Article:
• Have time on your hands to engage with others.

Instagram

Instagram is known primarily for being a visual platform but it’s also a micro-blogging platform. Long image descriptions are becoming increasingly popular and are a way to engage your audience on a deeper level.

Instagram can also be more automated than either Twitter or Facebook. You only have to post to Instagram once a day to maintain a strong presence and you can schedule your posts in advance using a service like Planoly (free) or Tailwind* (premium).

Instagram is owned by Facebook, and like Facebook, it’s moving more toward paid advertising but it can still be a valuable tool if used organically. It’s a great place to show off your product or body of work and build trust with your customer/client base through visuals.

Instagram does have the potential to drive some traffic to your website but it won’t drive anywhere near as much as, say, Pinterest (which we’ll talk about in a minute). If that’s your main goal, it may not be the best fit for you.

To use Instagram to its fullest potential, you’ll need to spend some time everyday engaging with potential clients and customers by liking and commenting on their posts. Automating this task is possible but risky. It violates Instagram’s terms of service and using a commenting bot can hurt your brand more than help it.

Instagram is best if you…

  • Have a visual business (designer, photographer, artist, etc.)

  • Have a little time to invest or have a VA who can engage with other accounts on your behalf.

  • Have the budget and desire to try paid advertising.

Pinterest

Pinterest functions differently than the other social media platforms we’ve covered so far. In fact, it’s more search engine than social media platform.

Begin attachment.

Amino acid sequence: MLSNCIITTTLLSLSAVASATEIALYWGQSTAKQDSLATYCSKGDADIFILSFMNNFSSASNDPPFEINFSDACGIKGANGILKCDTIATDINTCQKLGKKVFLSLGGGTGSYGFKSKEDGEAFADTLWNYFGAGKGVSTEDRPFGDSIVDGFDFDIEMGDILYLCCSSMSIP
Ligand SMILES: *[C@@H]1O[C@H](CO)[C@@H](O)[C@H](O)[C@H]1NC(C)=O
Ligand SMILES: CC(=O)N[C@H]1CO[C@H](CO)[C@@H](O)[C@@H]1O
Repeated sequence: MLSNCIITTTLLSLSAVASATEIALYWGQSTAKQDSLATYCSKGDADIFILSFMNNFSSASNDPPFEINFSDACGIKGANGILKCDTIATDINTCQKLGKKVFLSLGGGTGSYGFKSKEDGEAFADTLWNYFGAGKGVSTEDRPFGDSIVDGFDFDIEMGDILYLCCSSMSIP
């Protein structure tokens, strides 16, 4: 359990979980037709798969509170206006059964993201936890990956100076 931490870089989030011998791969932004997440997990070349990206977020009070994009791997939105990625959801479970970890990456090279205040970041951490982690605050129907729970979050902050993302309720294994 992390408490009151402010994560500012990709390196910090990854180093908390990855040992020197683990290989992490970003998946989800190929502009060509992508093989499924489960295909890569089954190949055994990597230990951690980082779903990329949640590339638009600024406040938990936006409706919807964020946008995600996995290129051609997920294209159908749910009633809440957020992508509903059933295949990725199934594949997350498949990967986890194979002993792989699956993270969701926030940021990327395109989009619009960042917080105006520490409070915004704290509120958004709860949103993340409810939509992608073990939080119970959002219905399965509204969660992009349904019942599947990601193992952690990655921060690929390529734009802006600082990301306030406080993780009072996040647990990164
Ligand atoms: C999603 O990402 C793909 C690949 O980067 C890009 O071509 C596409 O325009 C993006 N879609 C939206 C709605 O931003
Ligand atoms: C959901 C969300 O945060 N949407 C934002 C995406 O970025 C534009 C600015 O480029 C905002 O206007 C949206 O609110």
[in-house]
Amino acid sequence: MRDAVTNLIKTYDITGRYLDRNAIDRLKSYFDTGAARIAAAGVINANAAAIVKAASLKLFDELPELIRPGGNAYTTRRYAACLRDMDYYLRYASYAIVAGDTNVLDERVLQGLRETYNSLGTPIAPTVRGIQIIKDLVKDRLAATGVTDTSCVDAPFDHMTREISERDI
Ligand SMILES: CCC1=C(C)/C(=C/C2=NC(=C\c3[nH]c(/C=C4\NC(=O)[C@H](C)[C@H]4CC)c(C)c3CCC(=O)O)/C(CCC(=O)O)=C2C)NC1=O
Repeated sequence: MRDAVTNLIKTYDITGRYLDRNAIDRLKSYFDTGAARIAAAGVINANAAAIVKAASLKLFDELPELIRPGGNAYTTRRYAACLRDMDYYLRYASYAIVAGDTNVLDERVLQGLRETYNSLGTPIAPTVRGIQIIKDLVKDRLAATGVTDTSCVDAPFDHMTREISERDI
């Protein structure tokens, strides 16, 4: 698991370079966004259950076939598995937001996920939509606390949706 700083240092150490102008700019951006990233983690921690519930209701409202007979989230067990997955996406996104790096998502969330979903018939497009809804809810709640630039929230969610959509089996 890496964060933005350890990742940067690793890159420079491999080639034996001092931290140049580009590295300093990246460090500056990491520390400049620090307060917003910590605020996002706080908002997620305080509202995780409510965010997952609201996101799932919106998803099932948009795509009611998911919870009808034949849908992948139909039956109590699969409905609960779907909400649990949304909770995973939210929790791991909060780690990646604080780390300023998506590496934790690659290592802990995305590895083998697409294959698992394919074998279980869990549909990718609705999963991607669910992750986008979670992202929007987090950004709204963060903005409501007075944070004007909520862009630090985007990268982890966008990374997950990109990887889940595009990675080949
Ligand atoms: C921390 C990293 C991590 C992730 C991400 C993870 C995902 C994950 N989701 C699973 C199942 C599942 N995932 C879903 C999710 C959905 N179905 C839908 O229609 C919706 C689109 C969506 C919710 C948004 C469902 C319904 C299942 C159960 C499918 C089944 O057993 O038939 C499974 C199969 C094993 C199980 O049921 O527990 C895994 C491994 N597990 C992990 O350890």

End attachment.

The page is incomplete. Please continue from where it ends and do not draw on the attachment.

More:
Pinterest pins have a long lifespan and can even go viral months after posting. Though you can comment on pins, there’s not much interaction on Pinterest aside from pinning other user’s content. 

Like Instagram, Pinterest is a visual platform, though it’s more focused on promoting content than pure imagery. It’s ideal for business owners who blog as a way to grow their online presence and website traffic. 

What I love most about Pinterest is that you can automate everything. I use Tailwind* to schedule my blog posts on a loop so they auto-publish at set time intervals forever. It’s also important to share other people’s pins. I spend 2-4 hours once a month scheduling everything.

Pinterest is best if you…

  • Use blogging as your primary digital marketing strategy.

  • Are skilled enough at graphic design to create enticing pin images for blog posts or have a willingness to learn.

  • Don’t have a lot of time to spend on social media.

  • Dislike the “social” aspect of social media.

  • Want to increase your traffic fast.

YouTube

Like Pinterest, YouTube functions more as a search engine than a social media platform (although it does have a robust comments section). In fact, YouTube can help you rank higher in search engines, especially if you embed videos in your blog posts.

Video is by far the most engaging communication medium. It’s already exploded in popularity and it’s only going to become more dominant over the next few years. The problem is that filming and editing videos is extremely time-consuming and can require carving out a small recording space in your office, making yourself look semi-presentable (the whole point of working from home is that you don’t have to look good, right?!), buying lighting equipment, etc. It’s a chore. And it can also be difficult if you’re uncomfortable being on camera.

YouTube is best if you…

  • Are comfortable on camera.

  • Have a lot of time to film, edit, and optimize videos.

  • Have a blog to cross-promote your videos.

Which social media platform is your best fit? Tell me in the comments below!